148. 148. The Appliance and The Grid • Board of Aldermen • Zoning Board of Appeals Goals of the • Planning Board SomerVision Plan • Conservation Commissions • DPW • Fire Department • State Regulators • Etc.“If we know what the appliance is . . . . We need to find the plugs to connect it to the existing power grids.” - Christopher Alexander
  149. 149. The Appliance and The Grid • Board of Aldermen The • Zoning Board of Appeals Goals of the • Planning Board Future SomerVision Plan • Conservation Commissions Somerville • DPW Zoning • Fire Department Ordinance • State Regulators • Etc.“If we know what the appliance is . . . . We need to find the plugs to connect it to the existing power grids.” - Christopher Alexander
  150. 150. The Appliance and The Grid Form Based Codes • Board of Aldermen • Zoning Board of Appeals Transfer of • Planning Board Goals of the Development SomerVision Plan Rights • Conservation Commissions • DPW Performance • Fire Department Zoning • State Regulators • Etc. Pre-Permitted Sites Special Districts“If we know what the appliance is . . . . We need to find the plugs to connect it to the existing power grids.” - Christopher Alexander
  151. 151. The Appliance and The Grid The • Board of Aldermen Future • Zoning Board of Appeals Goals of the Somerville • Planning Board SomerVision Plan Zoning • Conservation Commissions Ordinance • DPW • Fire Department Organized • State Regulators Around a • Etc. FBC strategy“If we know what the appliance is . . . . We need to find the plugs to connect it to the existing power grids.” - Christopher Alexander
  152. 152. The Lesson ofOrganization
  153. 153. The Somerville Zoning Ordinance (SZO):1. Built on a conventional code from 19252. Additions have been cobbled on for many years3. Definitions in text / regulation in definitions (lacks performance standards for specific uses)4. Many cross-reference sections5. 90+% of lots nonconforming – nonconformity used for design review6. New additions for Assembly Square, Union Square and BroadwayLike many local codes: The results are good – but the process is not
  154. 154. Conventional Zoning“To say (conventional zoning) is cookie-cutter is unfair to the cookie industry . . . . . . there is actually some thought toalternative forms of cookies” - Strong Towns Blog
  155. 155. Zoning Tools: Regulation of Allowed UsesPaul Crawford, AICP
  156. 156. Zoning Tools: Regulation of Allowed Uses 19. Baths, TurkishPaul Crawford, AICP
  157. 157. Zoning Tools: Regulation of Allowed Uses 19. Baths, Turkish 25. Boxing arenaPaul Crawford, AICP
  158. 158. Zoning Tools: Regulation of Allowed Uses 19. Baths, Turkish 25. Boxing arena 28. Chinchillas, retail salesPaul Crawford, AICP
  159. 159. Zoning Tools: Regulation of Allowed Uses 19. Baths, Turkish 25. Boxing arena 28. Chinchillas, retail sales 41. Eleemosynary institutionsPaul Crawford, AICP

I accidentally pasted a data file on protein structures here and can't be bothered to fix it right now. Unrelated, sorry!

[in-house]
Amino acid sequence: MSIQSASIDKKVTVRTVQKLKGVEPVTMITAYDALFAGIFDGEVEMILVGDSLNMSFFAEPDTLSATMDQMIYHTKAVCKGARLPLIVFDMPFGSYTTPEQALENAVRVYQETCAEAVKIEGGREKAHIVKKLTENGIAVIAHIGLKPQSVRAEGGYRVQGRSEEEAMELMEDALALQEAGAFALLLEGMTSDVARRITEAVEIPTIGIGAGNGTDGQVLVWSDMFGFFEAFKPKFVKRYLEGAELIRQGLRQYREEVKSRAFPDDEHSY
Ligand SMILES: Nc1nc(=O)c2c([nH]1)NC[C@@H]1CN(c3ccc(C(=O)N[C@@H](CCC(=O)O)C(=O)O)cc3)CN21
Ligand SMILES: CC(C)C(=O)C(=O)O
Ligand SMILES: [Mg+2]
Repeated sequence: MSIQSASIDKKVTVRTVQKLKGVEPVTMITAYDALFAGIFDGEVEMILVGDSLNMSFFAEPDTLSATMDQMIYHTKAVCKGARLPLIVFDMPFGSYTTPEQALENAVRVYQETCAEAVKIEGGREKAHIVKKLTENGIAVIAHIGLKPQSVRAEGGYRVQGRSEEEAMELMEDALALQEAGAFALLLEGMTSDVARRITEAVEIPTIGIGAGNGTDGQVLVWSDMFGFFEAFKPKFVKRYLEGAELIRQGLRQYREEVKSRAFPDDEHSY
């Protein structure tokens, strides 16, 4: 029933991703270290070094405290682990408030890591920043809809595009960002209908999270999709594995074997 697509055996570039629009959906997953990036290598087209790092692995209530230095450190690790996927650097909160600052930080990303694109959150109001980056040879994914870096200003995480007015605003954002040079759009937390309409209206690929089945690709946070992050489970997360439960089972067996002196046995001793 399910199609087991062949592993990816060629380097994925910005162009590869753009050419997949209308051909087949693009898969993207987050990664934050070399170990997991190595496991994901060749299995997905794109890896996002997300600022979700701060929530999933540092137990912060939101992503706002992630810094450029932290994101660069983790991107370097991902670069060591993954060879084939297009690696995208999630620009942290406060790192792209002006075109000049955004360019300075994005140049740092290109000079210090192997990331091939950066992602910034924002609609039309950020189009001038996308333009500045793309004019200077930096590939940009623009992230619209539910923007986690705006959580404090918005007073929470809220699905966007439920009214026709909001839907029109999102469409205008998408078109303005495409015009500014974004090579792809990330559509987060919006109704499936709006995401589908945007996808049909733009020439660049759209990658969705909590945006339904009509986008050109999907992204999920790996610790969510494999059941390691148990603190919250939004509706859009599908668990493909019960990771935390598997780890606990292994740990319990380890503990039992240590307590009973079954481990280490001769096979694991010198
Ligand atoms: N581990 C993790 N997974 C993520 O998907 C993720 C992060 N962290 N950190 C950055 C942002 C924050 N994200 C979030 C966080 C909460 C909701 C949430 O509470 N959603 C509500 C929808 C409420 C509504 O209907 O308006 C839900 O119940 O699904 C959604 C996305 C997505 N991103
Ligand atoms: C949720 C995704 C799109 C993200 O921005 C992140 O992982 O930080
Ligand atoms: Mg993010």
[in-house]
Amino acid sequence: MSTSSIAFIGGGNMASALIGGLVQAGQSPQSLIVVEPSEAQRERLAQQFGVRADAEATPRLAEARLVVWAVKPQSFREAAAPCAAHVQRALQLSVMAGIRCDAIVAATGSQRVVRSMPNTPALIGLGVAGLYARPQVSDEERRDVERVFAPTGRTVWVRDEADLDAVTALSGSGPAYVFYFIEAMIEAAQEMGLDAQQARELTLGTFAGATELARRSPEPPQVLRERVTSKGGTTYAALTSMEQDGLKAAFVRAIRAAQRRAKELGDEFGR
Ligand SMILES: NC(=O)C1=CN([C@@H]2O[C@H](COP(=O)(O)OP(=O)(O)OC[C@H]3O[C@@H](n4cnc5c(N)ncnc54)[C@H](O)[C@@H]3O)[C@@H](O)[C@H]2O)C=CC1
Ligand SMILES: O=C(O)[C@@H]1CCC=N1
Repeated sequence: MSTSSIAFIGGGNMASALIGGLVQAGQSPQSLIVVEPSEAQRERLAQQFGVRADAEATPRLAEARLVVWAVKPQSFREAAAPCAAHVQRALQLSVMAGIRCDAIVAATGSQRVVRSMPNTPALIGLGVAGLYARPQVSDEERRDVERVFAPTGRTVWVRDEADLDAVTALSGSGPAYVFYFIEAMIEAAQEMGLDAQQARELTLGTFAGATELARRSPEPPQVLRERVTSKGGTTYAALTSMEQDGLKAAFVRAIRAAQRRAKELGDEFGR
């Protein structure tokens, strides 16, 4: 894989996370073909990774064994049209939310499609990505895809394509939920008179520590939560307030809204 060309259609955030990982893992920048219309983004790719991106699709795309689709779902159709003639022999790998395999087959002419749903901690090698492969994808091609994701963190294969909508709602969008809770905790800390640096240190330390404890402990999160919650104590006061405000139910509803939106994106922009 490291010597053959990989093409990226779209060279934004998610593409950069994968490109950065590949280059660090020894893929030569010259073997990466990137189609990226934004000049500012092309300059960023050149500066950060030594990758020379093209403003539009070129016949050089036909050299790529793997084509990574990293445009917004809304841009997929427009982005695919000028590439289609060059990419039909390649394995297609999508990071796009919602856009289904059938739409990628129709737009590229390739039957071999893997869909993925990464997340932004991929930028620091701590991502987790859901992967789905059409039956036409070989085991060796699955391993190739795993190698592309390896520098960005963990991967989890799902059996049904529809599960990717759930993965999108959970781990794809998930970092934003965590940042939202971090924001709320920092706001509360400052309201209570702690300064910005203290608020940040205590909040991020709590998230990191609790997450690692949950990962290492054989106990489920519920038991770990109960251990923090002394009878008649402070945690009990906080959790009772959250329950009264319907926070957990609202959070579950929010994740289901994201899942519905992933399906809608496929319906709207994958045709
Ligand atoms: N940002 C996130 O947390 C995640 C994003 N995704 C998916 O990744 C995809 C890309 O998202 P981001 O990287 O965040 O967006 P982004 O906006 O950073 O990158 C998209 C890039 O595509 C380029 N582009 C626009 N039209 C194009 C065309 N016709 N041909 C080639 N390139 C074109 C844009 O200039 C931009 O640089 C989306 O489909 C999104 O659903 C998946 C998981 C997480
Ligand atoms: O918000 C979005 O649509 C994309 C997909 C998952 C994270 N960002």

160. 160. Zoning Tools: Regulation of Allowed Uses 19. Baths, Turkish 25. Boxing arena 28. Chinchillas, retail sales 41. Eleemosynary institutions 42. Embalming businessPaul Crawford, AICP
  161. 161. Zoning Tools: Regulation of Allowed Uses 19. Baths, Turkish 25. Boxing arena 28. Chinchillas, retail sales 41. Eleemosynary institutions 42. Embalming business 95. Physical culture institutionPaul Crawford, AICP
  162. 162. Zoning Tools: Regulation of Allowed Uses 19. Baths, Turkish 25. Boxing arena 28. Chinchillas, retail sales 41. Eleemosynary institutions 42. Embalming business 95. Physical culture institution 109. Potato chip manufacturingPaul Crawford, AICP
  163. 163. Zoning Tools: Regulation of Allowed Uses 19. Baths, Turkish 25. Boxing arena 28. Chinchillas, retail sales 41. Eleemosynary institutions 42. Embalming business 95. Physical culture institution 109. Potato chip manufacturing 127. Tombstones, retail salesPaul Crawford, AICP
  164. 164. Zoning Tools: Regulation of Allowed Uses 19. Baths, Turkish 25. Boxing arena 28. Chinchillas, retail sales 41. Eleemosynary institutions 42. Embalming business 95. Physical culture institution 109. Potato chip manufacturing 127. Tombstones, retail sales 135. Turkish BathsPaul Crawford, AICP
  165. 165. Zoning Tools: Regulation of Allowed UsesSomerville: 291 use categories:7.11.4.e Home Occupation (not including below)7.11.4.f Office, within a primary residence, of an architect, attorney, physician or dentist7.11.8.6 Photocopying or commercial printing7.11.8.10 Newspaper distribution agency7.11.9.5 Store selling or renting goods such as books, stationary, drugs, sporting goods including bicycles and accessories, jewelry, photographic equipment and supplies, flowers, novelties, cards, footwear, apparel, fabrics, accessories, and the like that are typically of a size a customer can carry by hand7.11.9.6 Store selling or renting video tapes7.11.8.8 Store selling hardware, paint, wallpaper, lawn and garden supplies7.11.11.11 Limousine rental and minor servicing7.11.11.12 Bus and taxi rental
  166. 166. Zoning Tools: Setbacks
  167. 167. Zoning Tools: Open SpaceBaconsrebellion.com
  168. 168. Zoning Tools: Parking Requirementsmaps.live.com
  169. 169. Zoning Tools:Parking Requirements
  170. 170. Zoning Tools: Special Permits• “designed in a manner that is compatible with the existing natural features of the site and is compatible with the characteristics of the built and unbuilt surrounding areas.”• “consistent with the general purpose of this ordinance”• “where practical, new or infill building construction should share the same orientation to the street as is common in the neighborhood”• “will not create adverse environmental impacts”